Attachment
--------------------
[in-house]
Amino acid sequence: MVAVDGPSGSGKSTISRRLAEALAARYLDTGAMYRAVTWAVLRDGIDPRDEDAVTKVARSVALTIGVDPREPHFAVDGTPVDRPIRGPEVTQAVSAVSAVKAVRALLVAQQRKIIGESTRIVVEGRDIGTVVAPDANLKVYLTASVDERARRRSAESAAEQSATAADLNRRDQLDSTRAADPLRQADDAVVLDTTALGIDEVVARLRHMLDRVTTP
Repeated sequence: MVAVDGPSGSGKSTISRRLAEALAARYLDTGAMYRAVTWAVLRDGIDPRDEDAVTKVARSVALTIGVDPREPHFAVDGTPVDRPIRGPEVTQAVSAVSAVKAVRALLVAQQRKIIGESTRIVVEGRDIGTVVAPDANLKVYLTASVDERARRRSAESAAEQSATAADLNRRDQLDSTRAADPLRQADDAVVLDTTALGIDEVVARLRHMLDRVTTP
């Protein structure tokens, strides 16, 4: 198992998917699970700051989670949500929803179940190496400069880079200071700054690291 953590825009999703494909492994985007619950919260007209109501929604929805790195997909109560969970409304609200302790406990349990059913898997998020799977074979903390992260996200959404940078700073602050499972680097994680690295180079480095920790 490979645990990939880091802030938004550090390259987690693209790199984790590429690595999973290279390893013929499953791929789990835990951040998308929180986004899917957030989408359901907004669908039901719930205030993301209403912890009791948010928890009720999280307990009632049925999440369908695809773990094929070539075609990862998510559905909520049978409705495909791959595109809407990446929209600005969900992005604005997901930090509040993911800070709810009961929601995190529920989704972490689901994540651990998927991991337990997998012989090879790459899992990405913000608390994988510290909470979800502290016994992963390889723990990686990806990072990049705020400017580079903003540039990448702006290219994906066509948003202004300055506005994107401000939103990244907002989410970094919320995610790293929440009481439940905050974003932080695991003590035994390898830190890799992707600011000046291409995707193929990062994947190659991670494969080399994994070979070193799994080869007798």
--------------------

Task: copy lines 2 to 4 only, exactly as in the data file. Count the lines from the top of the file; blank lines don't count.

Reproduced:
Amino acid sequence: MVAVDGPSGSGKSTISRRLAEALAARYLDTGAMYRAVTWAVLRDGIDPRDEDAVTKVARSVALTIGVDPREPHFAVDGTPVDRPIRGPEVTQAVSAVSAVKAVRALLVAQQRKIIGESTRIVVEGRDIGTVVAPDANLKVYLTASVDERARRRSAESAAEQSATAADLNRRDQLDSTRAADPLRQADDAVVLDTTALGIDEVVARLRHMLDRVTTP
Repeated sequence: MVAVDGPSGSGKSTISRRLAEALAARYLDTGAMYRAVTWAVLRDGIDPRDEDAVTKVARSVALTIGVDPREPHFAVDGTPVDRPIRGPEVTQAVSAVSAVKAVRALLVAQQRKIIGESTRIVVEGRDIGTVVAPDANLKVYLTASVDERARRRSAESAAEQSATAADLNRRDQLDSTRAADPLRQADDAVVLDTTALGIDEVVARLRHMLDRVTTP
């Protein structure tokens, strides 16, 4: 198992998917699970700051989670949500929803179940190496400069880079200071700054690291 953590825009999703494909492994985007619950919260007209109501929604929805790195997909109560969970409304609200302790406990349990059913898997998020799977074979903390992260996200959404940078700073602050499972680097994680690295180079480095920790 490979645990990939880091802030938004550090390259987690693209790199984790590429690595999973290279390893013929499953791929789990835990951040998308929180986004899917957030989408359901907004669908039901719930205030993301209403912890009791948010928890009720999280307990009632049925999440369908695809773990094929070539075609990862998510559905909520049978409705495909791959595109809407990446929209600005969900992005604005997901930090509040993911800070709810009961929601995190529920989704972490689901994540651990998927991991337990997998012989090879790459899992990405913000608390994988510290909470979800502290016994992963390889723990990686990806990072990049705020400017580079903003540039990448702006290219994906066509948003202004300055506005994107401000939103990244907002989410970094919320995610790293929440009481439940905050974003932080695991003590035994390898830190890799992707600011000046291409995707193929990062994947190659991670494969080399994994070979070193799994080869007798």